Taking a road trip on the cheap

July 4, 2013

By Sheryl Smolkin


Even with the sky high price of gas, there are plenty of great reasons to take a road trip with your family. First of all, convenient trains or planes that go directly to your destination may be unavailable. Furthermore, if all you ever do is hop from city to city by air, you miss all the great people and places in between.

But a long car trip can be stressful particularly if you are travelling with young children. Here are some ideas to help you make sure your road trip is an economical vacation to remember, for all the right reasons.


Make a realistic budget for food, gas, accommodation and entertainment and stick to it. That way the afterglow from your family vacation will not be dimmed by unexpected credit card bills when you get home. 

Your car

Have your car fully checked and serviced before you leave. If you don’t already have Canadian Automobile Association (CAA) or some other form of roadside assistance, now is the time to sign up. Consider the more expensive package that will pay for your car to be towed for a longer distance in case you have a breakdown in the middle of nowhere.


Get maps and plot out your route. A GPS is useful, but there is nothing like a hard copy where you can see the whole route at the same time. The CAA sells maps and guidebooks. They will also create a TripTik® for you or you can create your own TripTik® travel planner online.


The selection of food at highway stops is limited and expensive. Bring a cooler and pack a picnic and healthy snacks for the road. Most hotels or motels will freeze your ice packs and you can refill the cooler at local grocery stores before you head out each day. Of course ice cream at local dairy bars is a mandatory summer treat.


Packing a car with car seats, clothes, toys, food and sports equipment for a whole family can be a challenge. Do a dry run before the morning you are leaving to get a realistic idea of what will fit. Then take half out. You may also decide a car roof box is necessary to fit in all the essentials.


Trailer and tent camping can be cost effective accommodation for families. However, if you are not the outdoors type there are hotels and motels to suit every budget. Make a realistic estimate of how far you can safely and sanely drive each day and pre-book. A service like priceline.com allows you to bid on discount hotel rooms and pay for them in advance.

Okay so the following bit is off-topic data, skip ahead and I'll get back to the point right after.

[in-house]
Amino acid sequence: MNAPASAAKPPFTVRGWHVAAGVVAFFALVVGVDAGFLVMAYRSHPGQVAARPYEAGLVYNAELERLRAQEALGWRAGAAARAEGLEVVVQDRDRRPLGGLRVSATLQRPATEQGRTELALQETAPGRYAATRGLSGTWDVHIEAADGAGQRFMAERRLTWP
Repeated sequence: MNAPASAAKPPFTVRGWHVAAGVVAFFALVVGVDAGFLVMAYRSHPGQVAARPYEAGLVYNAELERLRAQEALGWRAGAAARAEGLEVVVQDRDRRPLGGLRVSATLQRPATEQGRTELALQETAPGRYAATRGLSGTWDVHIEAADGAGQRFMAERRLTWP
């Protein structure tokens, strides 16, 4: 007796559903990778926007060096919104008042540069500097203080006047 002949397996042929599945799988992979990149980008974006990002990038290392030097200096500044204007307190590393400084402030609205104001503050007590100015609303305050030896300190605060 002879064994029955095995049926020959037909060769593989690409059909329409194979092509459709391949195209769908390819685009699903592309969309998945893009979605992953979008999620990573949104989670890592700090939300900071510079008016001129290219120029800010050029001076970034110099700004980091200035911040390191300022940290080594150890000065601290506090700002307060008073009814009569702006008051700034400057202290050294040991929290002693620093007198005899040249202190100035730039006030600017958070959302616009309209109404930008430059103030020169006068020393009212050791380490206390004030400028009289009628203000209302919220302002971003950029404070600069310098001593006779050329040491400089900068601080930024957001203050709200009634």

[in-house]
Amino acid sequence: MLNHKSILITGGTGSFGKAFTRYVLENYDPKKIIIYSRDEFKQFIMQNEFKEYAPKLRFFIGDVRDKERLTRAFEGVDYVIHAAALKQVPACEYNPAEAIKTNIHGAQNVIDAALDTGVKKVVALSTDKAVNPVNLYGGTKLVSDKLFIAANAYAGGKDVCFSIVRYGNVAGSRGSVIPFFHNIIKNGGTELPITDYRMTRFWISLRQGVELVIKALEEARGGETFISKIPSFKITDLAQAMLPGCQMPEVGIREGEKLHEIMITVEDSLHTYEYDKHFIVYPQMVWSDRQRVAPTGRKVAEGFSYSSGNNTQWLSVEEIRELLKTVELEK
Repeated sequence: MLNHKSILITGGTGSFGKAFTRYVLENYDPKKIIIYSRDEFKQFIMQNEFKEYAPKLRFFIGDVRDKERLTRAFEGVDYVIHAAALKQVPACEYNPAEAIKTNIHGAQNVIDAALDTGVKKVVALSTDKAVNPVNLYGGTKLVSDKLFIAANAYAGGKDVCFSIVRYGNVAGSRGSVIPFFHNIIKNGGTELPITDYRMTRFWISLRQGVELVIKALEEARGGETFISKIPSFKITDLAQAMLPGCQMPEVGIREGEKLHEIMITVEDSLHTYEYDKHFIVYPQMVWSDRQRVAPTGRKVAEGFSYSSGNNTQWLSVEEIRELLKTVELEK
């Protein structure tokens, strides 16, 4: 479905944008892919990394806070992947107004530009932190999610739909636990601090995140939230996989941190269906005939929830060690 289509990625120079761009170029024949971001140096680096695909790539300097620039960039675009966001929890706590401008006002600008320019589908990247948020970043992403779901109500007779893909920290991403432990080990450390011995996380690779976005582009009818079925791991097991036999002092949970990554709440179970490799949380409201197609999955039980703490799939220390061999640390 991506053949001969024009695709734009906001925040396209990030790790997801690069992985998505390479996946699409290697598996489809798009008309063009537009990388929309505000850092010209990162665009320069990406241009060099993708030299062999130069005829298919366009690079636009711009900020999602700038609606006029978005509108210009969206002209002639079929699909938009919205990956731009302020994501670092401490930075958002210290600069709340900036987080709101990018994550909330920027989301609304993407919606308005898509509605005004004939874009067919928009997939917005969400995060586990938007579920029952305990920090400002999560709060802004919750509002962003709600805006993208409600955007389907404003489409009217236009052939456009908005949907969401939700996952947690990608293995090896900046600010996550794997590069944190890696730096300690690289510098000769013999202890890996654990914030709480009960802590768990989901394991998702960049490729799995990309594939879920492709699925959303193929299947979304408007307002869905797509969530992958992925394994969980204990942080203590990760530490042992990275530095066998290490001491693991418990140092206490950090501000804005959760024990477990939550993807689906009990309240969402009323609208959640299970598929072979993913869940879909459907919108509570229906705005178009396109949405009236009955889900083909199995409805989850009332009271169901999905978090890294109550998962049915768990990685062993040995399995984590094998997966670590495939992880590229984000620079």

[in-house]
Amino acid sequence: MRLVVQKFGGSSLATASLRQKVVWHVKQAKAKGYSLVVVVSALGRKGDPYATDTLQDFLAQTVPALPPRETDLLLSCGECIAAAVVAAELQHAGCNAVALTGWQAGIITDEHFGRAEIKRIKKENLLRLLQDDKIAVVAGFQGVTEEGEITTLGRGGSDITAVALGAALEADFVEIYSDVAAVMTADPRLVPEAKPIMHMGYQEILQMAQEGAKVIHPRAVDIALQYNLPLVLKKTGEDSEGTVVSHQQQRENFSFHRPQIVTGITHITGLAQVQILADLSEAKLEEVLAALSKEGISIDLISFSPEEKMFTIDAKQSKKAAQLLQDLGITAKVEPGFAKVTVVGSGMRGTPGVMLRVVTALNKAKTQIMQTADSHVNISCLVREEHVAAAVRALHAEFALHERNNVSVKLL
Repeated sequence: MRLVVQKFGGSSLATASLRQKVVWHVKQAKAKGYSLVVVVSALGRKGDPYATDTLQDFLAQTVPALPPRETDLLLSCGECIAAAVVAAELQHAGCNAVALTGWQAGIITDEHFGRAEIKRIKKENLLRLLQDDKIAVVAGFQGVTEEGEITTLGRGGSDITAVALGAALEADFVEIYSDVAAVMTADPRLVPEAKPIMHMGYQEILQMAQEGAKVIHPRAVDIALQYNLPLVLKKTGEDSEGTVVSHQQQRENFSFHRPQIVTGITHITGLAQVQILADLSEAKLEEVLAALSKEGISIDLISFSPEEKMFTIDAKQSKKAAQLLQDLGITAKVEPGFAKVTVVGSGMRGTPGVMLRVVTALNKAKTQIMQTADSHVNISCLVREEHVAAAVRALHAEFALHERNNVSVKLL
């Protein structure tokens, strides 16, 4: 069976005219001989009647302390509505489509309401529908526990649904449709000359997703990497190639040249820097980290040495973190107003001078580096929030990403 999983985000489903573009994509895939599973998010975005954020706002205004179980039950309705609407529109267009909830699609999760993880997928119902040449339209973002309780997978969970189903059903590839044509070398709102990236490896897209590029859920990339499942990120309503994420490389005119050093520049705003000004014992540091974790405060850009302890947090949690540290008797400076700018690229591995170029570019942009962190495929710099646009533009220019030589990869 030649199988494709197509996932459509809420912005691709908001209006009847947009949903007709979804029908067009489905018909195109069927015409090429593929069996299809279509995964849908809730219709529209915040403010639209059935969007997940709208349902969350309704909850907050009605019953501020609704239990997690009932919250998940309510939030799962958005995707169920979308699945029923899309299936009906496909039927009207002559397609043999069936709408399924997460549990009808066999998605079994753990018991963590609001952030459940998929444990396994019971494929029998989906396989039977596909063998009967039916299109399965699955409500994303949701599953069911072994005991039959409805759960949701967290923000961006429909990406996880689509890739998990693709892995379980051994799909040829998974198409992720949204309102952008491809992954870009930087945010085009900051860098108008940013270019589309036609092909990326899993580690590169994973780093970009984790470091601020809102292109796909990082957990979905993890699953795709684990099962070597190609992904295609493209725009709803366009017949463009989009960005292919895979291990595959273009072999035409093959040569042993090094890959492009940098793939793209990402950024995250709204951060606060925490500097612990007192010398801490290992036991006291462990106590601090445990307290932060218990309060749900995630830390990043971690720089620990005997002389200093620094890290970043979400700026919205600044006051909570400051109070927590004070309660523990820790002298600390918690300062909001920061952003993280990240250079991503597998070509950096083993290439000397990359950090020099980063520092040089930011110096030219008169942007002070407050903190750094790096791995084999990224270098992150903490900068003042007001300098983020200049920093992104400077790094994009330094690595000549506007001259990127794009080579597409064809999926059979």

Summer is festival season in Canada. Inexpensive or free concerts under the stars are a treat for the whole family. Coupon books offering discounts for local amusement parks historical sites and sports events can be purchased for many Canadian and U.S. cities. Research local events on the internet before you leave, and where possible plan your stops around the things you want to see and do.


Bring a car charger for your cell phone and keep your phone, tablet computers etc. fully charged. Be aware that cell phone charges can quickly mount up when you are travelling, particularly if you leave Canada and roaming charges kick in. Use Skype on your cell phone or a computer to avoid expensive long distance calls.


Each member of your family needs a passport to travel to the U.S. If you cross at a busy crossing frequently it may be worth getting a Nexus pass to avoid line ups. Check out what you can bring back duty free, depending on the length of your stay.

Drive safely

Follow the rules of the road. Don’t drink and drive. If you are tired find a place to spend the night, even if it is earlier than your anticipated stop. Avoid picking up strangers or hitchhikers. It is dangerous and can put your family at risk.

Do you have ideas about how to have a successful road trip on a budget? Share your tips with us at http://wp.me/P1YR2T-JR and your name will be entered in a quarterly draw for a gift card. And remember to put a dollar in the retirement savings jar every time you use one of our money-saving ideas.

If you would like to send us other money saving ideas, here are the themes for the next three weeks:

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18-Jul Buying a home Mortgage insurance vs life insurance
25-Jul Telecommuting Jobs where you can work from home
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